Last Wednesday I attended the 2009 Orange Prize Awards Ceremony, at the Royal Festival Hall of the SouthBank Center, London. I was dressed in my buba and sokoto, with a Hausa cap to go with it… I went confident that the ceremony would be better off with some ‘native’ colour
At the end of the day I realised that the ceremony had a lot to learn from Nigerian awards dinners (the NLNG Prize Dinner for example)… about the virtues of starting late (African Time), choking the programme with speeches and musical/dance performances and last but not the least, providing proper food.
The awards ceremony itself was over in 25 minutes. In Nigeria, 25 minutes wouldn’t be enough to read the detailed biographies of all the special guests and keynote speakers and other VIPs, as they are welcomed to the High Table.
Marilynne Robinson took home the $30,000 prize, for her novel, Home. She’s previously won the Pulitzer, with her second novel (Gilead, 2004), which came 24 years after her debut.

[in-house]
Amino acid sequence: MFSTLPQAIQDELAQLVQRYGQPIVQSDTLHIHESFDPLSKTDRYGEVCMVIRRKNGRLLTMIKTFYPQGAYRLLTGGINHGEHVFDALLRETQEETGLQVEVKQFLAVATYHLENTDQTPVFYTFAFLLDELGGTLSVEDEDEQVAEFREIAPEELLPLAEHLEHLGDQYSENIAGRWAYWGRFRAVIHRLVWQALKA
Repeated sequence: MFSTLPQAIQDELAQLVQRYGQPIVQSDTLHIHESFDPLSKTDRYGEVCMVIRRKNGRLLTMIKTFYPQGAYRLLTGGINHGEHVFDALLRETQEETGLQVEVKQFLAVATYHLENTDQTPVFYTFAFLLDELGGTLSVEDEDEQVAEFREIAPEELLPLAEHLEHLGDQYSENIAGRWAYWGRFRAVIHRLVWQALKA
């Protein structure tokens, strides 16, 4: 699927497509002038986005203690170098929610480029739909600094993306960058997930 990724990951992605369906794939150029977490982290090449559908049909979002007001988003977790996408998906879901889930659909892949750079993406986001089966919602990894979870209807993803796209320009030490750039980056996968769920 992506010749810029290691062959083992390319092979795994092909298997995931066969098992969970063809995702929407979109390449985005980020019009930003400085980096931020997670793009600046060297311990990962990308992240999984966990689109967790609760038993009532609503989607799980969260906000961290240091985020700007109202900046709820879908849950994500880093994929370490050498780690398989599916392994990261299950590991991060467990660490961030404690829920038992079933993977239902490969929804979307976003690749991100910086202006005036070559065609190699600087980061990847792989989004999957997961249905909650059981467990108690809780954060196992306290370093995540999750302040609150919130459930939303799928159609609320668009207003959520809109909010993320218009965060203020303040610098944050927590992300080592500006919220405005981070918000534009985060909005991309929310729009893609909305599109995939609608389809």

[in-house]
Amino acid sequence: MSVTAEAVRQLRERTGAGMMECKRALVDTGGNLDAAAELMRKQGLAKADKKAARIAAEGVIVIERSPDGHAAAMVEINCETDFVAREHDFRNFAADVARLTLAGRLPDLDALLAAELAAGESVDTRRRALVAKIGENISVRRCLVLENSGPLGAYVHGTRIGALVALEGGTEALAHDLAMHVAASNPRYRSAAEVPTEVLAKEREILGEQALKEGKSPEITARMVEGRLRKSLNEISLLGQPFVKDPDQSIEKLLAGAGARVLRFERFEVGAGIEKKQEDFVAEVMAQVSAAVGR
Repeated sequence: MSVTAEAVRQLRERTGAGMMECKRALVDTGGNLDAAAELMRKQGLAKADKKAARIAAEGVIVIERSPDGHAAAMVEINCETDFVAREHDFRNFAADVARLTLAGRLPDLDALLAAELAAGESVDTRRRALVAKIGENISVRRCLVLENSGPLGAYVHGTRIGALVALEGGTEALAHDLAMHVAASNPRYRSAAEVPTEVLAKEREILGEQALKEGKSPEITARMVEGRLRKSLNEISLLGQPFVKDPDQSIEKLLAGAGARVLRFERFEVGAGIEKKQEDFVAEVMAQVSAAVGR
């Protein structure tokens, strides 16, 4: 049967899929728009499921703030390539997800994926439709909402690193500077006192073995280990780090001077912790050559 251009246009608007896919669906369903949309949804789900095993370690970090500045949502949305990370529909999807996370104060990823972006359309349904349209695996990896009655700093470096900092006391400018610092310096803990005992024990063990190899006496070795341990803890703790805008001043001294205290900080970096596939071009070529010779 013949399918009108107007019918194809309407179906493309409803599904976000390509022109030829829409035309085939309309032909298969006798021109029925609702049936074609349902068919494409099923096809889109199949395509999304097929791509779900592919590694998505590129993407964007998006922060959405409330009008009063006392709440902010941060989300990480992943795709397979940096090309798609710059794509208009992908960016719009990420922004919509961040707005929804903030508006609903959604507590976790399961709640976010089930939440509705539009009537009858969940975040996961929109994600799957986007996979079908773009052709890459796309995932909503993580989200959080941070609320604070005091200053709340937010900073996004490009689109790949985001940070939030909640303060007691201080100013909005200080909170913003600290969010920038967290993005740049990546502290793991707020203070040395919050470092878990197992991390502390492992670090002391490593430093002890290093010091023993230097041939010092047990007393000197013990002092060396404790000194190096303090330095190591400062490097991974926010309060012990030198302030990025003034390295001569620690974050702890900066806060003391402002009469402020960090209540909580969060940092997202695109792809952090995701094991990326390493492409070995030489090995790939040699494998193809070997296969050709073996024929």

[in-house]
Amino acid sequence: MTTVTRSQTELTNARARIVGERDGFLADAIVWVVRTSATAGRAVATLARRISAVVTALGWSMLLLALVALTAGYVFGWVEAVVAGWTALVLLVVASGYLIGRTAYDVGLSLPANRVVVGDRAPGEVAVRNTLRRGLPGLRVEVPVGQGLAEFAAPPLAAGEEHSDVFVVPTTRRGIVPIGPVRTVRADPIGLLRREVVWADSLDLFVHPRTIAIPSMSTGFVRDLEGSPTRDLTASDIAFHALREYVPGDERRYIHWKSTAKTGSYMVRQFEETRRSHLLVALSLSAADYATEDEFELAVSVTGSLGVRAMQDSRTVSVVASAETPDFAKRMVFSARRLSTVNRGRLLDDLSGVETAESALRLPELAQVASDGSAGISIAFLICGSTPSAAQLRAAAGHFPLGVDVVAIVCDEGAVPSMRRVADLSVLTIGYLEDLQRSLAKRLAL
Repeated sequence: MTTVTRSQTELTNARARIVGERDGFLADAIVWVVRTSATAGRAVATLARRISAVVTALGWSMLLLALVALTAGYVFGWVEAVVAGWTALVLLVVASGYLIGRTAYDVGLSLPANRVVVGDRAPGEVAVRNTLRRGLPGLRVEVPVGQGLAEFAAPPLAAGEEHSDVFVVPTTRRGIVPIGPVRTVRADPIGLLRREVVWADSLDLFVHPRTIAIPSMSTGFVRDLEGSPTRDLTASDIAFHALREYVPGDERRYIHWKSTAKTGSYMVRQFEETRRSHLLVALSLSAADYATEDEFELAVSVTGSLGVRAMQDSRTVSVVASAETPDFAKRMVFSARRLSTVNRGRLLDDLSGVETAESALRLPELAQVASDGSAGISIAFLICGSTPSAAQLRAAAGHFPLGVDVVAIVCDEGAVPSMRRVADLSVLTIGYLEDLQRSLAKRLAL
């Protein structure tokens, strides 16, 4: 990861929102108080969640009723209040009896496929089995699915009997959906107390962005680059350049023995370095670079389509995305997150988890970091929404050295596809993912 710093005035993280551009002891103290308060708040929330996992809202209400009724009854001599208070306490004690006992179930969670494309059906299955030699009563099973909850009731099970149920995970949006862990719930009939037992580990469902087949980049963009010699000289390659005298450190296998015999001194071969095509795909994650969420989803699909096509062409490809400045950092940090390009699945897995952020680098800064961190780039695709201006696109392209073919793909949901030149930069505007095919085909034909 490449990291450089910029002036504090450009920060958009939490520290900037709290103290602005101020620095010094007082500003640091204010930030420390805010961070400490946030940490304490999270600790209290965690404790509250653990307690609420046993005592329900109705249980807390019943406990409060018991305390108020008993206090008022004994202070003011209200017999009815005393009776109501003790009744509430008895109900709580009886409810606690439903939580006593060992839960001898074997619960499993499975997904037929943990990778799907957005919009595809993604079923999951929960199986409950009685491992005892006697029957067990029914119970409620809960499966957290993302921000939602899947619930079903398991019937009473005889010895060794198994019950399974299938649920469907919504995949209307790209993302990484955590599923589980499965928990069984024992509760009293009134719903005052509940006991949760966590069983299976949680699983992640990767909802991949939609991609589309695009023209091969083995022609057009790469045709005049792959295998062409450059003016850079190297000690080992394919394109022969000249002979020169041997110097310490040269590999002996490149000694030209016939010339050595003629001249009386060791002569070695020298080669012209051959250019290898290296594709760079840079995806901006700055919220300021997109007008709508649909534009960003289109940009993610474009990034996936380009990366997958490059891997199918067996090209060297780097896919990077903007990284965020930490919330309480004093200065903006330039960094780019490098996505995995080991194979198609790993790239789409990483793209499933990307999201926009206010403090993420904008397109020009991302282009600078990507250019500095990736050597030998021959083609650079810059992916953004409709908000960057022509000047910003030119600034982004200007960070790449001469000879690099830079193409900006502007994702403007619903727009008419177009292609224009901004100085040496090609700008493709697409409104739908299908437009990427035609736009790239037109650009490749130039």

Bernardine Evaristo won the Youth Panel Award, for her brilliant novel, Blonde Roots, which I recently reviewed for the Harvard Africa Policy Journal (Volume 5) (see Editor’s Remarks here)
The day after the Orange Dinner I catch a Eurostar train to Brussels, from where I make my way to the small Belgian town of Turnhout, where I am holidaying for a little over a week. I write now from Turnhout… a few hours ago I was at a housewarming party where a live Gypsy band played, and I danced the cold away…
There are plans to visit Eindhoven (Netherlands), and a yet-to-be-determined German city in the week ahead…